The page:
March 10, 2000 |
The two most recent films from Ireland - Angela's Ashes and Agnes Brown - have pivoted on abject poverty. Since St. Patrick's Day is coming, why not celebrate the Irish who struck it rich - or so they thought? Waking Ned Devine, released two years ago, is one of the most engaging Irish comedies in a long time. With the death of Ned Devine, the population of the village of Tully More is reduced to just 52. Clutched in his lifeless hand is a winning lottery ticket worth millions.
March 18, 1998 |
Sam Cole, 58, has been a Philadelphia cabbie for 35 years. He's not Irish, but his wife, Annie, is. St. Patrick's Day? That's every day in this shamrocked cab. The sign reads: "One hundred thousand welcomes. " The couple is retiring to County Tyrone on March 29.
March 16, 1992 |
There was as much marching on the sidelines as in the St. Patrick's Day Parade yesterday, as onlookers who braved the cold temperatures and strong winds stomped their feet for warmth. "This seems more like Mummers Day than March," said Mary Ann Bonner of Chestnut Hill, referring to the New Year's Day parade. She attended the 41st annual St. Patrick's Day event with her Irish-born husband and 4-year-old daughter. It was 35 degrees when the parade began at 1:45 p.m. But winds blowing at 17 miles an hour made it feel like 14 degrees.
March 17, 1989
PATRICK WASN'T IRISH, NOR ARE ALL IRISH CATHOLIC After reading the article "Ethnic schism opens over parade marshal," I would like to state a few facts about who St. Patrick really was. In the year 389, Patrick, at age 16, was taken captive from his native land of Brittany in France to Ireland where he worked as a slave for seven years. His occupation as a herder of flocks was fine probation for the holy career that was to be his. After seven years, he managed to escape and returned home.
March 17, 1987 |
St. Paddy's Day without beer? The devil, you say. But that's just the case at St. Matthew Catholic Church in Conshohocken, where church officials have opted not to hold a St. Patrick's Day celebration this year for what is believed to be the first time in the church's 135-year history. Blame it on the blarney - or, more accurately, on the high cost of liability insurance. The Rev. John J. Foster, pastor, said yesterday that he had canceled the affair because of a bulletin from the Archdiocese of Philadelphia warning that church insurance does not cover events at which alcohol is served.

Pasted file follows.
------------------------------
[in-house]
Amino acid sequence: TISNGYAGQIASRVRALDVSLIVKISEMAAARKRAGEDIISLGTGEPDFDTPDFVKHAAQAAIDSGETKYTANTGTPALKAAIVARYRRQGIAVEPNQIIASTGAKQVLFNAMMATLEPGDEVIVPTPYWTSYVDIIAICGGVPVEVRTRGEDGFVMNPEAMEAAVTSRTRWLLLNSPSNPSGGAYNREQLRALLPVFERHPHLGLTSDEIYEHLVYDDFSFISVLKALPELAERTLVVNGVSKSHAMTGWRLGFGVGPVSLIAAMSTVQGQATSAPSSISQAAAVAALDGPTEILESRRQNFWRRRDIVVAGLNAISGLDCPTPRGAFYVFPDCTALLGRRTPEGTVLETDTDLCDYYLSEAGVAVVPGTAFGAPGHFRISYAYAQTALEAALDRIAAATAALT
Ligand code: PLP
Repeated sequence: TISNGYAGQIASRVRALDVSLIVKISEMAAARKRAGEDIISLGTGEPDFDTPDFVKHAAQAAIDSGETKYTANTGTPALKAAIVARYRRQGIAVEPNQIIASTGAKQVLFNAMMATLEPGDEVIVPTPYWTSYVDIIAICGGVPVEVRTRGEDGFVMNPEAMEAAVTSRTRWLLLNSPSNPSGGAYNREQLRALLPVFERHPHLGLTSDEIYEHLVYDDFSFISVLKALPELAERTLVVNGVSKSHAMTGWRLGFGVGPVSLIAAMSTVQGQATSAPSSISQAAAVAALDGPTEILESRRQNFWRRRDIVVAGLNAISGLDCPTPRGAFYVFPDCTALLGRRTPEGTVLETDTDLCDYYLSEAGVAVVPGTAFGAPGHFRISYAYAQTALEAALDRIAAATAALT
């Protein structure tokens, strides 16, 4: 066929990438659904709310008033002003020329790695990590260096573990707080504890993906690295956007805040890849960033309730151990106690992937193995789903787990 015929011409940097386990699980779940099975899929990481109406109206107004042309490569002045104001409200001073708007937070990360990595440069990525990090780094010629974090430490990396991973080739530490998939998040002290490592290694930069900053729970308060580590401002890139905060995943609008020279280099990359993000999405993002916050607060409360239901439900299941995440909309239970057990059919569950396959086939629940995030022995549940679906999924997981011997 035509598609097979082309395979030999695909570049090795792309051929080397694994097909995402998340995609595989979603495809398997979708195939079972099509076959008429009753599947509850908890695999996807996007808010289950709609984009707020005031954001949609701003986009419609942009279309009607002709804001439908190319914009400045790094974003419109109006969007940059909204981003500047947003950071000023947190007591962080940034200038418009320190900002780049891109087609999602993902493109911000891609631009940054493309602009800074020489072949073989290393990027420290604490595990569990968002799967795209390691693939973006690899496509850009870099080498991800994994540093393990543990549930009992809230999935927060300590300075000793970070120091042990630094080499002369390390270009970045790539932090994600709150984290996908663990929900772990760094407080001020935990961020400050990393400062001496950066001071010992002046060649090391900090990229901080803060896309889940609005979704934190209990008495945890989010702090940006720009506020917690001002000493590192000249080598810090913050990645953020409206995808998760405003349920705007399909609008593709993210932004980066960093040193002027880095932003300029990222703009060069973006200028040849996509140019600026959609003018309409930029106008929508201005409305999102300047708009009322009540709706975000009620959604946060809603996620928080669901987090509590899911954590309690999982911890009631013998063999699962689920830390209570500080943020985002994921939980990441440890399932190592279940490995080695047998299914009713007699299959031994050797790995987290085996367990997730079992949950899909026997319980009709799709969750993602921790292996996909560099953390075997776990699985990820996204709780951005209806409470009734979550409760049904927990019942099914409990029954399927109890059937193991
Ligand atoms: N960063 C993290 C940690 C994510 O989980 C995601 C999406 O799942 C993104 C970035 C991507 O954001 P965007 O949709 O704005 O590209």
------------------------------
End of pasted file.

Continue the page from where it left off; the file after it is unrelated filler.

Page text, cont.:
March 17, 1988 |
In Paddington, the poorest of London's Irish neighborhoods, my father ran a pub, and the customers referred to Sean Patrick Darcy fondly and reverently as "Himself. " On any Sunday the bar would be packed after Mass, and one or another of the "navvies" - the scornful English term for the young Irishmen who came over to London to find work on construction sites - would join the ceili band on the dais to sing a melancholy Irish ballad (are there any other kind?). St. Patrick's Day was always different, for it was the one day in the year that Himself would favor us with a song.
March 17, 1988 |
St. Patrick's Day, always a time for mirth and merriment, will take on the character of an Irish wake at Cavanaugh's Railroad Restaurant & Tavern today. This is the last St. Paddy's celebration at the 52-year-old institution. "Drexel University is scheduled to take over on June 15," explains owner Bill Pawliczek. Pawliczek is the son-in-law of Cavanaugh's founder, Pat Cavanaugh, himself one of a nine-sibling clan, eight of whom were involved in the liquor business. Pawliczek, who took over when Pat died 15 years ago, is moving the operation from 32nd and Market streets to 39th and Sansom.
March 17, 1986 |
Jim Cavanaugh, the grand marshal of this year's St. Patrick's Day Parade, has marched under much tougher conditions. "I was in the the Bataan Death March. It was 10 days long . . . We marched 89 kilometers. I weighed 120 pounds at the end. " Cavanaugh, 66, of Drexel Hill, is a bit heavier now, eager to talk not of the terrible march, but of St. Patrick. "The purpose of the parade is to honor the patron saint of Ireland, St. Patrick. Irish blood gets thick around this time of year.
March 18, 2002 |
THERE WAS the usual sea of kilts, bagpipes and shamrocks. But St. Patrick's Day observances here and across the country also included moments of quiet reflection and somber remembrance. Under a threatening gray sky and stiff breeze, Philadelphia's 51st annual parade was highlighted by the appearance of New York City fire and rescue workers who are still searching at Ground Zero for missing colleagues six months after the terrorist attacks. At the parade finale at Logan Circle, about 20 rescue workers stood with their heads bowed, their hats held over their hearts, as the Keystone State Boys Choir of Philadelphia sang the Star Spangled Banner.